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Calculating the model null log-likelihood

Hi all,

Despite some very informational posts like https://legacy.sawtoothsoftware.com/forum/12252/rlh-and-percent-certainty I am still struggling in understanding and calculating model related indicators like the log-likelihood.

- assume I have 15 choice tasks and 800 respondents.
- each choice tasks consists of 2 alternatives plus one "none" alternative, which makes it 3 alternatives in total per choice task.

HB Analysis provides me information about each respondents RLH and an average (model) RLH of about 0.6.

The null LL (the "floor" as called in the upper mentioned post) would be:
"number of choice tasks" * LN(1/"number of alternatives") = 15 * LN(1/3) = -16.479.  This represents the benchmark for the lowest fit of my model as a number greater than that (more negative) would represent that my model shows no improvement compared to a complete random model.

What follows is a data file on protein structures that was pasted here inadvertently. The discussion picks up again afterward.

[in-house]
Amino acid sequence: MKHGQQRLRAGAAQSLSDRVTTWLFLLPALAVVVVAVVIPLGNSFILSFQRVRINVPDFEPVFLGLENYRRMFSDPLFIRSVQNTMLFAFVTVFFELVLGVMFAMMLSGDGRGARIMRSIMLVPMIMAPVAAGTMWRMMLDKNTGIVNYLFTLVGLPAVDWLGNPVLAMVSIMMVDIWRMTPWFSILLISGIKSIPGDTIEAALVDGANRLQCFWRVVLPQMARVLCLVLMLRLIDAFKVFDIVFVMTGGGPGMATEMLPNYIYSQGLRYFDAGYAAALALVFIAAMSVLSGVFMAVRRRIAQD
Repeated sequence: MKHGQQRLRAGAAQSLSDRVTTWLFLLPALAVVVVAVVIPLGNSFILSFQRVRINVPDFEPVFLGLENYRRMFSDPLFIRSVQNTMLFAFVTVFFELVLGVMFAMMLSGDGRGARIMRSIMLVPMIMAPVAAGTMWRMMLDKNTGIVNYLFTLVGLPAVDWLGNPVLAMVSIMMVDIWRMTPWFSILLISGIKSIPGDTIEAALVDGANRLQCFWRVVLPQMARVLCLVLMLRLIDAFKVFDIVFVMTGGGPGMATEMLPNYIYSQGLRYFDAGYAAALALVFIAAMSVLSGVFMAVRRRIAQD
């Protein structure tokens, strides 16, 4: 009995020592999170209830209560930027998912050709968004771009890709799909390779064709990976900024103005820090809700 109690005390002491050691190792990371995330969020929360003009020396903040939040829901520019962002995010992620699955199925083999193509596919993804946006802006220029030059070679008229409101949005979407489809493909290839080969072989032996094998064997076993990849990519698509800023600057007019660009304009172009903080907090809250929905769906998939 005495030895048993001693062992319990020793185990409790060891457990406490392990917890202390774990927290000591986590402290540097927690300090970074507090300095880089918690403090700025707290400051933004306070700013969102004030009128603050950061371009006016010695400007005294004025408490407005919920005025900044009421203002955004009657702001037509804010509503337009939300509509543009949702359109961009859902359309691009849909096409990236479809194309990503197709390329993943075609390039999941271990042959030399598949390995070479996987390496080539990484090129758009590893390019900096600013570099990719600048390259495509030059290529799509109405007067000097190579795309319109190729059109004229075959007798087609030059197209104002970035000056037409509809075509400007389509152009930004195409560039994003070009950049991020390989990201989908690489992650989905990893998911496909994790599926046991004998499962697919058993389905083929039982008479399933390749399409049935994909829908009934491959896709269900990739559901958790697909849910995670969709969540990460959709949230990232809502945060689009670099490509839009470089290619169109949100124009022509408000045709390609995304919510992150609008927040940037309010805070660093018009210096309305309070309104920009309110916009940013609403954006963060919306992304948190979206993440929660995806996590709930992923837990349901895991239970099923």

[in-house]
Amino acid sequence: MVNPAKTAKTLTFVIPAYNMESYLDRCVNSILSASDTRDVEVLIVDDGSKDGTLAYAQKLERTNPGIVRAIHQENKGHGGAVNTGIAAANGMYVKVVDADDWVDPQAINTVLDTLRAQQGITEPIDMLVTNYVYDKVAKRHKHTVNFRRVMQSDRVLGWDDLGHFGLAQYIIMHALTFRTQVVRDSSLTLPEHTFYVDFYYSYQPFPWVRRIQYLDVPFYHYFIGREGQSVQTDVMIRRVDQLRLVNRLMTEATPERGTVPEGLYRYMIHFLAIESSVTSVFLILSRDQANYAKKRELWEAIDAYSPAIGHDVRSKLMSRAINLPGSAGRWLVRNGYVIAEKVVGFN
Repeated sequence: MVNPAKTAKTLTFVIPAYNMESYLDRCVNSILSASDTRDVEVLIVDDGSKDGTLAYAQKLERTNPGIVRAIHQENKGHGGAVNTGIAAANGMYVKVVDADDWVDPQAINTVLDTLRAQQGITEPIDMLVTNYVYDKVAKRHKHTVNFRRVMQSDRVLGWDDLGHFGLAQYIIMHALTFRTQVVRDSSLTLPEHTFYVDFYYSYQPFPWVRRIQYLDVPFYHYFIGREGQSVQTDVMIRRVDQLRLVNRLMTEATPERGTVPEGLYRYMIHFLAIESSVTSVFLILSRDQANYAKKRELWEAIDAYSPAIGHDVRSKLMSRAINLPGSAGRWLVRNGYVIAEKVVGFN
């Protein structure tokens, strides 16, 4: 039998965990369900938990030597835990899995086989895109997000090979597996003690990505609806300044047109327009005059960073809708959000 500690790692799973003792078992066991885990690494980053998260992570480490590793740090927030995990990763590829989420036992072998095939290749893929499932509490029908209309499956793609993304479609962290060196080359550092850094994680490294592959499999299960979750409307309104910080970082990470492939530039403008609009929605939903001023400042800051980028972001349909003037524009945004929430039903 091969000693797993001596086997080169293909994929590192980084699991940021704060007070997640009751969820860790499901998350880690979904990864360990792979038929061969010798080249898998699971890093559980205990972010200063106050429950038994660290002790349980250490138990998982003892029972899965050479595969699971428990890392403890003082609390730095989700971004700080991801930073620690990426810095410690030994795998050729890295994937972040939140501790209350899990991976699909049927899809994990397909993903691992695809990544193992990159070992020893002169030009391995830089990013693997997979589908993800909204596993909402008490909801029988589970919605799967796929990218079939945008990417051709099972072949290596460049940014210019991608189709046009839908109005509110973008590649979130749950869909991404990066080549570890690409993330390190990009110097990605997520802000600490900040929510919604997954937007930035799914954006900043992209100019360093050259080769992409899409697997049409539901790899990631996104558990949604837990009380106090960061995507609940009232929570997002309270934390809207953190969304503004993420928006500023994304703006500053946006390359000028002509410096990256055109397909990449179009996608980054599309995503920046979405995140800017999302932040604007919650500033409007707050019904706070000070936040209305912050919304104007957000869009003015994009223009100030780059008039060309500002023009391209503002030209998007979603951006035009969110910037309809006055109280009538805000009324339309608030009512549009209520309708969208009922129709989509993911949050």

The best possible solution would be 15(ln(1.0)) = 0.000.

But what I am struggling with is to calculate the actual model LL. Is this happening just by sum up all LL values of the 800 respondents? This would lead to a total LL of  about -7000. But I assume that I understood anything not correct, as this would not make any sense (my model would be by far worse than a complete random model, which cannot be the case).

Also this would lead to a ridiculous result when calculating the pseudo R-squared.

Happy for any ideas on that.
Thanks!
asked Jun 7, 2021 by bs77 Bronze (855 points)
edited Jun 7, 2021 by bs77

1 Answer

+1 vote
You're almost there:  just multiply your "floor" calculated above per respondent by the number of respondents and now it's -16.479 x 800 = -13,183.2 and you're home.
answered Jun 7, 2021 by Keith Chrzan Platinum Sawtooth Software, Inc. (111,275 points)
In addition to Keith's correct direction, remember that our software reports for each respondent their RLH.  (Root Likelihood).  That RLH is the average across the RLHs of the respondent draws.  So, if you are trying to see if you can reproduce the calculation of the RLH for each respondent, then don't forget that the RLH is reported based on the average RLH across the respondent's used draws.
Thanks to both of you. That clarified a lot. So to calculate the explained information in comparison to a totally random model with the same number of attributes and -levels one can do the following, right?:
(LH of estimated model * 100) / LH null model -> Improvement in percentage
Almost:  rho-squared = 1-(log likelihood of estimated model/log likelihood of the null model).
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